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2.2 — Void

Void is the easiest of the data types to explain. Basically, it means “no type”!

Consequentially, variables can not be defined with a type of void:

Void is typically used in several different contexts:

1) Most commonly, as a way to indicate that a function does not return a value:

2) In C, as a way to indicate that a function does not take any parameters:

The explicit use of keyword void to mean “no parameters” is a holdover from C, and is not required in C++. The following code is equivalent, and preferred in C++:

Rule: Use an empty parameter list instead of void to indicate no function parameters are expected

3) The void keyword has a third (more advanced) use in C++ that we cover in section 6.13 -- Void pointers. Since we haven’t covered what a pointer is yet, you don’t need to worry about this case for now. 🙂

2.3 -- Variable sizes and the sizeof operator
Index
2.1 -- Fundamental variable definition, initialization, and assignment

24 comments to 2.2 — Void

  • Does C++ retain the function property in C- "if no return type is declared, it will be assumed to be ‘int’ by the compiler"?

    • deltron zero

      As far as I can tell (I barely started learning here), it does so with main(), but you’ll get an error when you compile if you don’t declare a return type for any other function.

    • Alex

      No. The C++ standard says that a function missing a return type is ill-formed.

      That said, some compilers that do not strictly adhere to the C++ standard will still assume integer, presumably for compatibility with C. It looks like Visual Studio allows you to omit the return type for main(), but not other functions.

      That said, you should always declare a return type for functions in C++, even if your compiler allows you to do otherwise.

  • R4Z3R

    Hello.
    Why in the function `main` we use void?

    what is the different between `main(void)` and `main()` ?

    • Alex

      The following two function declarations are identical in C++:

      • Jeroen

        In practice, you may not do that with the main function.
        Windows or what o.s. than also expected a value back.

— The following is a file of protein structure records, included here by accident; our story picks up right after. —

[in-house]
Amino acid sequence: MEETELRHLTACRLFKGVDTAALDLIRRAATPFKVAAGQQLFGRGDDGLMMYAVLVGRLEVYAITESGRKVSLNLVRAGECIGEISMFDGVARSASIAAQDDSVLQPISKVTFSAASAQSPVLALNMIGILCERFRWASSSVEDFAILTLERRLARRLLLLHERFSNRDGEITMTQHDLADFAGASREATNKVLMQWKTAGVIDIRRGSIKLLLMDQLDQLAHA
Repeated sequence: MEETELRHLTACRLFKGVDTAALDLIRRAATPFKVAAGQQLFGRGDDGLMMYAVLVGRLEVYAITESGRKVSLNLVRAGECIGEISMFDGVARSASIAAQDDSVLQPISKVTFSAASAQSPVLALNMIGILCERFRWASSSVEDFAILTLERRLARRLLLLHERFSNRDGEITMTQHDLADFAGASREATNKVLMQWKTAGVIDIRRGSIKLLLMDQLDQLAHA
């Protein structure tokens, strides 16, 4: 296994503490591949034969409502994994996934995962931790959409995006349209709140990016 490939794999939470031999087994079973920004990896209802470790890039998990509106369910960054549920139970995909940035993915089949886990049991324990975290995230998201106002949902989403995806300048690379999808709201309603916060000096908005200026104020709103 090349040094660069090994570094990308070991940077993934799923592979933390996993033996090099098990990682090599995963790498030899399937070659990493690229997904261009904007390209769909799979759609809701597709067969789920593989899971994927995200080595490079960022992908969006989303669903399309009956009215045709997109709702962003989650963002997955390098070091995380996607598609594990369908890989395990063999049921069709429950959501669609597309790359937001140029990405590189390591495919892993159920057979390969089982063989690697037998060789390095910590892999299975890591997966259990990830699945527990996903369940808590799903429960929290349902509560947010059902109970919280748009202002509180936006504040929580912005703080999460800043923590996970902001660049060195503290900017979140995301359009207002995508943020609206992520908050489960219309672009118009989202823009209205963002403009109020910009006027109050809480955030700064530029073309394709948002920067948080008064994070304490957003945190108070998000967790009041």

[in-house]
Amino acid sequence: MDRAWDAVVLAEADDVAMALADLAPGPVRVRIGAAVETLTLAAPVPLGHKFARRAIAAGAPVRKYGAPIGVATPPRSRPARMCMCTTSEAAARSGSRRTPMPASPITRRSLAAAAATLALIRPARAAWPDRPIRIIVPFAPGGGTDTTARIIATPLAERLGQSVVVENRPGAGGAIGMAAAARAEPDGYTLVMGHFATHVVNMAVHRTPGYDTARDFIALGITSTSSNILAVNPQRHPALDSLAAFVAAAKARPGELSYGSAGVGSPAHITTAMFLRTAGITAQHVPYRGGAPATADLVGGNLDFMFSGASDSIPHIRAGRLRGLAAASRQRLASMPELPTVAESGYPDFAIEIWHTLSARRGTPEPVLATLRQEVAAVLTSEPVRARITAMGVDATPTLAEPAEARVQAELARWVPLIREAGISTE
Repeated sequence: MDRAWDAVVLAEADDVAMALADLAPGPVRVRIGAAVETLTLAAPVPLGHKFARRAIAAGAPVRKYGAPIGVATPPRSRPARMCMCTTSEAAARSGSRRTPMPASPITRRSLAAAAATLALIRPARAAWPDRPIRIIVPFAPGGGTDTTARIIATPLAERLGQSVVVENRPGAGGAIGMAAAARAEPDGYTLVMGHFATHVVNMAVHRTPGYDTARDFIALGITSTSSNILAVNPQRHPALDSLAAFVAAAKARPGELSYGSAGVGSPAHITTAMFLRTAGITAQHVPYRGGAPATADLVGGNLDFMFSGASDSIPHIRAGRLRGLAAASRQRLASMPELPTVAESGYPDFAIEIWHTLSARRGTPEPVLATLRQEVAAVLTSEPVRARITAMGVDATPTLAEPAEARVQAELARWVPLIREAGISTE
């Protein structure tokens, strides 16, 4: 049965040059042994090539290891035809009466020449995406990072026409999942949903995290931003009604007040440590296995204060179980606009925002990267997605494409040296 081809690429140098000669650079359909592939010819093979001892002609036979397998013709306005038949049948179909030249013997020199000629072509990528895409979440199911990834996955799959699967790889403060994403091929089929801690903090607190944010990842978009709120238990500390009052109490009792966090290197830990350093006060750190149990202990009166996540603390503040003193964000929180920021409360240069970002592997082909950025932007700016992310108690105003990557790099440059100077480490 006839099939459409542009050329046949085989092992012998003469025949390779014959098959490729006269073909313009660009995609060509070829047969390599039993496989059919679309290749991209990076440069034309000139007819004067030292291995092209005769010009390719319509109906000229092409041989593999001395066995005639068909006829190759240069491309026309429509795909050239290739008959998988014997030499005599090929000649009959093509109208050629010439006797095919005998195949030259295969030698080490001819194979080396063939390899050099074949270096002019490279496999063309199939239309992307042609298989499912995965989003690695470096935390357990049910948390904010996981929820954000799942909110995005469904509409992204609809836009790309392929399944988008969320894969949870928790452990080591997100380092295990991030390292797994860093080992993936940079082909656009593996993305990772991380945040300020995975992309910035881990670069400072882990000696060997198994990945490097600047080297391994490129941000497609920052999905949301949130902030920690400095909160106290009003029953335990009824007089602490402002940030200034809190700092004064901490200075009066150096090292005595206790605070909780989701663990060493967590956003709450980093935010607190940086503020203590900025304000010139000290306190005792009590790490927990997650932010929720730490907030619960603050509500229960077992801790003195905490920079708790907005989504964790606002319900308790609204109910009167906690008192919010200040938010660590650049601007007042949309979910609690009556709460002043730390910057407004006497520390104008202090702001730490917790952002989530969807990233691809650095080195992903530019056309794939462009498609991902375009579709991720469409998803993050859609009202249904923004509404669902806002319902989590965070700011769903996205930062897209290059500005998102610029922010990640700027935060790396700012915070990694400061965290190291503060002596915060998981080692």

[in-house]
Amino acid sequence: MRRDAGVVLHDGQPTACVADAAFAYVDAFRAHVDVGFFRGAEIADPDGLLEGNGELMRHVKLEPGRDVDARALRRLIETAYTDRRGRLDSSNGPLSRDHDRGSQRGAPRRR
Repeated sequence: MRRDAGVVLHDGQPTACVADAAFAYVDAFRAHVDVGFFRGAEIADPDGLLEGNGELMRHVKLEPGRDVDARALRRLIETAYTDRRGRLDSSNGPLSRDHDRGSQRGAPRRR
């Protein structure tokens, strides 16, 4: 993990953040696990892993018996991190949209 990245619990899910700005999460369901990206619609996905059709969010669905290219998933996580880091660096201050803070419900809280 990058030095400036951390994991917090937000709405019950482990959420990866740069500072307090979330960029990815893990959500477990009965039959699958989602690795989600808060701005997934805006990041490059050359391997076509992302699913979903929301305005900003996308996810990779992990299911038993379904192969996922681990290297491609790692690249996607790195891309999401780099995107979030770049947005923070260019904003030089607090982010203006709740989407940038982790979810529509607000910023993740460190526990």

For non-pointer success/fail:

        For pointer functions:

  • Ian

    I am still confused it is so weird like you can’t declare an variable and I heard about that they can write functions like iostream

  • Vex

  • hi Alex
    I’m confused about

    int add(int x, int y)
    {
      return x+y;
    }

    and

    void add(int x,int y)
    {
    return x+y;
    }
    in this case the keyword void doesn’t return any value or 0

    and

    #include <iostream.h>
    int main()
    {
        using namespace std;
    int add(int x, int y)
    {
      
      return x+y ;
    }
      
        system("PAUSE");
        return 0;//could you explain to me ‘return 0’
                                            
    }

    I have fun with your Tutorial Alex
    thanks

    • Alex

      A function with a void return value will not return anything to the caller.

      For example:

      But this would be okay:

      Function main() returns a value to the operating system indicating whether the program ran succesfully or not. A return value of 0 means success. A return value otherwise indicates a failure.

  • Zigzem30

    Hi, I was making a program where it finds the circumference of a circle. I looked online but I can’t find out how to use augments to do a function call to circumference in void. Thanks for any help!

  • Milo

    Hi Alex
    Please can you advise
    I’m dealing with a C++ question and it states that the function should calculate the sum of two parameters passed by value and then store the result in the first variable passed by reference. It should calculate the difference between the two parameters passed by value and then store the result the second paramete passed by reference

  • Michael

    Hi I want to ask you something about void. I’m practicing making program that adds 2 to any number the user inputs and it works fine. I separate it to two files. One is for the main and one is for the functions. It all works fine but I read in this article that you can’t declare a void, right? Because void means no type. But I forward declare a void and nothing’s wrong the program runs. I’m just curious tho

  • Georges Theodosiou

    Mr Alex, good morning,

    Please, let me ask you the complete program for:

    int getValue() // empty function parameters is an implicit void
    {
        int x;
        std::cin >> x;
        return x;
    }

    With regards and friendship

    • Alex

  • Georges Theodosiou

    Mr Alex good morning (I live in France),

    Please let me express my many thanks for your reply.

    With regards and friendship

    P.S. I have problem connecting your site.

  • can someone check this code for me.

    I am not able to compile and run it, if someone can compile and run it and reply me with the output I will be very thankful.

    Thanks in advance.
    Best Regards,
    Tanay Jaiman

    • Lyle

      Lines 13, 23 just print the letter "n", is that what you intended ?

      Line 20 needs a terminating ";" at the end.

      Your "operation = "  set each need to use "==" to do comparisons.

      I commented out the "goto" because you never setup a "label:" for it to work. You can’t arbitrarily pick a place for code to go-to, it’s more involved than that (if you even should be using a goto, which is unlikely).

      Hope that helps you along.

  • Sihoo

    The only site I am more than happy to disable AdBlock.

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